The Chinese government has launched a mobile app called “Study Xi, Strengthen China”— which features a “recommended” news feed, quizzes on President Xi Jinping‘s political theory, and tools for messaging, calling, or sending money to friends.

In Lion’s Roar, Eric Steuer writes about finding out that his childhood bully grew up to be a Buddhist teacher.

Terrorism expert Gary LaFree analyzes data indicating that terrorism peaked globally in 2014 and has been declining since.

Nature reports that scientists have “doubled life’s alphabet” by creating synthetic DNA that uses eight, instead of four, nucleobases.

An Israeli firm, with assistance from the government, has sent a spacecraft to the Moon. An article in Nature argues this can be the start of “a new era of lunar exploration,” in which “national space agencies work alongside private industries to investigate and exploit the Moon and its resources.”


This week we offer you not only some news you can use, but a grain of salt to go with it. The Atlantic this week published a much-discussed map of ideological intolerance. It tells you how prejudiced, on average, people in your county, and every other American county, are against “the political other.” You should check it outbut be aware that there are grounds for skepticism about it. Since surveying a significant number of people in each county wasn’t practical, the researchers surveyed 2,000 people nationwide, and correlated their degree of partisan prejudice with their demographic characteristics. (They found, for example, that  “the most politically intolerant Americans… tend to be whiter, more highly educated, older, more urban…”) They then assumed that these correlations would hold up within every county in the US and so assigned a degree of partisan prejudice based on each county’s demographic characteristics. But you can imagine reasons this assumption wouldn’t always hold—in fact, it’s in principle impossible to ever be sure that an assumption of this kind does hold across the board. So it’s not surprising that knowledgeable people have raised some doubts about the results. Still, some of the nationwide findings are interesting in their own right. (“Republicans seem to dislike Democrats more than Democrats dislike Republicans.”) And all of this—including the doubts about extrapolating from nation to locality—is food for thought.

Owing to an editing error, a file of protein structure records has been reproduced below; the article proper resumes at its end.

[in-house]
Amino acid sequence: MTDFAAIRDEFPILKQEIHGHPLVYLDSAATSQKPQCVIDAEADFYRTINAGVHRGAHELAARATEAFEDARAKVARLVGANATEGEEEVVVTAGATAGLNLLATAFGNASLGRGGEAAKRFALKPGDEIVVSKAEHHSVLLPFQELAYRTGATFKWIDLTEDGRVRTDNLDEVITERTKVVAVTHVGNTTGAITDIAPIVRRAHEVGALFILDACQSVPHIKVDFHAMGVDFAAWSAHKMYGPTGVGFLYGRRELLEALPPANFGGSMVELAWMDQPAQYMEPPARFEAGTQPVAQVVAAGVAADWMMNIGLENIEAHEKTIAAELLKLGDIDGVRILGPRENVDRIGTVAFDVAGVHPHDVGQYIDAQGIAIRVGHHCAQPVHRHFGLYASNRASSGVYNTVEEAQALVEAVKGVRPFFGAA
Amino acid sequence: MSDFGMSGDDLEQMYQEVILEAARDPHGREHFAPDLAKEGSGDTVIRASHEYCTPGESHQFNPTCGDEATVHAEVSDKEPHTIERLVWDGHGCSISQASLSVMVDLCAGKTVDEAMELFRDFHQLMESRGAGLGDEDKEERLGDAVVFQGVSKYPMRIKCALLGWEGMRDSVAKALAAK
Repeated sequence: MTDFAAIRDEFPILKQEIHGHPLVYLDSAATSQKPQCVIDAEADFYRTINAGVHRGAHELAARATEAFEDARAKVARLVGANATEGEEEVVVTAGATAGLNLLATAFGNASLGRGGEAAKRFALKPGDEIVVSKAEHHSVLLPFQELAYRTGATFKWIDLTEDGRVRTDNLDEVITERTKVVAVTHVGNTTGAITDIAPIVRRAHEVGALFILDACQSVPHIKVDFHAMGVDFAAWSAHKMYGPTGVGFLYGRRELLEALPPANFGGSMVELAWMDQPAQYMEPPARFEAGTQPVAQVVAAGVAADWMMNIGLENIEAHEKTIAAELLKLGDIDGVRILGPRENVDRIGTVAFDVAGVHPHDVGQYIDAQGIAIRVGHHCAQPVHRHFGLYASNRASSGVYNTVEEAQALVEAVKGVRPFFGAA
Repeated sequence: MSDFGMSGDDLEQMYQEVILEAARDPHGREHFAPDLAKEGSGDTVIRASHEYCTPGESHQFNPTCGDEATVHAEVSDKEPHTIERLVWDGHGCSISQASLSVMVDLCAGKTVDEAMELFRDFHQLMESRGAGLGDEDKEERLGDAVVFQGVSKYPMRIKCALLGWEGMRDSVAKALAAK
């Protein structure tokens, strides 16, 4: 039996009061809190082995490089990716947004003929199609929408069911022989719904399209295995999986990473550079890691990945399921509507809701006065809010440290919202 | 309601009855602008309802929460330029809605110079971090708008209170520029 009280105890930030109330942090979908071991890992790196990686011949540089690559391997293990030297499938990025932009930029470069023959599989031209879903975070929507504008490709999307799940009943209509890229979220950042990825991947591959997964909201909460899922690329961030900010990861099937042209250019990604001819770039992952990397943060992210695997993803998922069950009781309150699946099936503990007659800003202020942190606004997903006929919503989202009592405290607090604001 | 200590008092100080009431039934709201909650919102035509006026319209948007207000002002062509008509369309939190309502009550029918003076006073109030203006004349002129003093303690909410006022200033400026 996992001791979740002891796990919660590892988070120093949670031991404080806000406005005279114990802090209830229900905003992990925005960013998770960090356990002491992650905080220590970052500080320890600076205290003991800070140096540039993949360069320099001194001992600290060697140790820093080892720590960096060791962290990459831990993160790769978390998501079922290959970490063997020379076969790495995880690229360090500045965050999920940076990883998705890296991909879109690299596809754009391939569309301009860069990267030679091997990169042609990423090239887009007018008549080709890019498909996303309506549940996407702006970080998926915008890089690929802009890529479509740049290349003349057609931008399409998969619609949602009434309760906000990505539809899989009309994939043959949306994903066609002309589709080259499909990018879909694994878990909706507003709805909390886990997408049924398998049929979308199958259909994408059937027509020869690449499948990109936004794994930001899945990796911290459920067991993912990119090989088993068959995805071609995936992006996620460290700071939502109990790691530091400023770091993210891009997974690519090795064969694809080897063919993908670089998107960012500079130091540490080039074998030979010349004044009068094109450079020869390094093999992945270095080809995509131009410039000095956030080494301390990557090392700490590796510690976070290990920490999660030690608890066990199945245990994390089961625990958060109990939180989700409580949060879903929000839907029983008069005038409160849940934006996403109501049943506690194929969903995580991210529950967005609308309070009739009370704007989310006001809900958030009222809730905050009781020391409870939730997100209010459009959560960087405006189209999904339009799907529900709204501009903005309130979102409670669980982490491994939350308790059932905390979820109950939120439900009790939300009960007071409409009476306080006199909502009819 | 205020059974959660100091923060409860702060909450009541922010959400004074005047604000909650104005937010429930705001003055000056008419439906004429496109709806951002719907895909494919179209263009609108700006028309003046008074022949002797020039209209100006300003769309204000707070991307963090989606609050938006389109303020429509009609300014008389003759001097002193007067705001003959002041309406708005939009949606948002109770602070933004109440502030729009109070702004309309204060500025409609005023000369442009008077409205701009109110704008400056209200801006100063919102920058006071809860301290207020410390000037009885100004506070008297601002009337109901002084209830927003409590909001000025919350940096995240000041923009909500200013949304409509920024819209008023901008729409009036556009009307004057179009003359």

—by Robert Wright, Aryeh Cohen-Wade, Brian Degenhart,

Nikita Petrov, Colleen Smith, & Colin Pugh